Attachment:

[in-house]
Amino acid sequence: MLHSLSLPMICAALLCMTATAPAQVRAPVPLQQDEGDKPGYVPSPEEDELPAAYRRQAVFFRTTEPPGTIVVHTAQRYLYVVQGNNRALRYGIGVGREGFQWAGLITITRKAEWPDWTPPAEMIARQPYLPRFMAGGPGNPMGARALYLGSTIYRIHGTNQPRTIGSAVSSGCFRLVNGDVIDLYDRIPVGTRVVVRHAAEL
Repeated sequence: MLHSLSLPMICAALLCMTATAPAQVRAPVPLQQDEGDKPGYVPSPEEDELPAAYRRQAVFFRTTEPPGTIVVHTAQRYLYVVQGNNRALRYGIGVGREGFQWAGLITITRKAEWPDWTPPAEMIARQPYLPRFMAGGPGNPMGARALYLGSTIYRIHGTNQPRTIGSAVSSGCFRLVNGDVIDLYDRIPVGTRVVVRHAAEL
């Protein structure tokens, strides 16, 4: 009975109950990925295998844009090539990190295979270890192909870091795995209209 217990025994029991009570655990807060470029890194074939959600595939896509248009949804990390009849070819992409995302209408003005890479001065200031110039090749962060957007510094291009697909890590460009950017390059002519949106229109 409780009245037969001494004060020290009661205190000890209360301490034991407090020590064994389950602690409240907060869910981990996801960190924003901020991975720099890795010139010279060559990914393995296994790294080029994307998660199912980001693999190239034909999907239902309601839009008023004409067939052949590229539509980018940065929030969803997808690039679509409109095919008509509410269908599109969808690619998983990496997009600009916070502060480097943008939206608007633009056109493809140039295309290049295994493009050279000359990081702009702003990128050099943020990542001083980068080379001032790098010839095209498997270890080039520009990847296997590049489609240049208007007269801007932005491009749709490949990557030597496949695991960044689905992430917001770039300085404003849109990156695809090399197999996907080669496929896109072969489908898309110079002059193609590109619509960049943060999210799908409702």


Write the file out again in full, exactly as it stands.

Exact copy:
[in-house]
Amino acid sequence: MLHSLSLPMICAALLCMTATAPAQVRAPVPLQQDEGDKPGYVPSPEEDELPAAYRRQAVFFRTTEPPGTIVVHTAQRYLYVVQGNNRALRYGIGVGREGFQWAGLITITRKAEWPDWTPPAEMIARQPYLPRFMAGGPGNPMGARALYLGSTIYRIHGTNQPRTIGSAVSSGCFRLVNGDVIDLYDRIPVGTRVVVRHAAEL
Repeated sequence: MLHSLSLPMICAALLCMTATAPAQVRAPVPLQQDEGDKPGYVPSPEEDELPAAYRRQAVFFRTTEPPGTIVVHTAQRYLYVVQGNNRALRYGIGVGREGFQWAGLITITRKAEWPDWTPPAEMIARQPYLPRFMAGGPGNPMGARALYLGSTIYRIHGTNQPRTIGSAVSSGCFRLVNGDVIDLYDRIPVGTRVVVRHAAEL
């Protein structure tokens, strides 16, 4: 009975109950990925295998844009090539990190295979270890192909870091795995209209 217990025994029991009570655990807060470029890194074939959600595939896509248009949804990390009849070819992409995302209408003005890479001065200031110039090749962060957007510094291009697909890590460009950017390059002519949106229109 409780009245037969001494004060020290009661205190000890209360301490034991407090020590064994389950602690409240907060869910981990996801960190924003901020991975720099890795010139010279060559990914393995296994790294080029994307998660199912980001693999190239034909999907239902309601839009008023004409067939052949590229539509980018940065929030969803997808690039679509409109095919008509509410269908599109969808690619998983990496997009600009916070502060480097943008939206608007633009056109493809140039295309290049295994493009050279000359990081702009702003990128050099943020990542001083980068080379001032790098010839095209498997270890080039520009990847296997590049489609240049208007007269801007932005491009749709490949990557030597496949695991960044689905992430917001770039300085404003849109990156695809090399197999996907080669496929896109072969489908898309110079002059193609590109619509960049943060999210799908409702």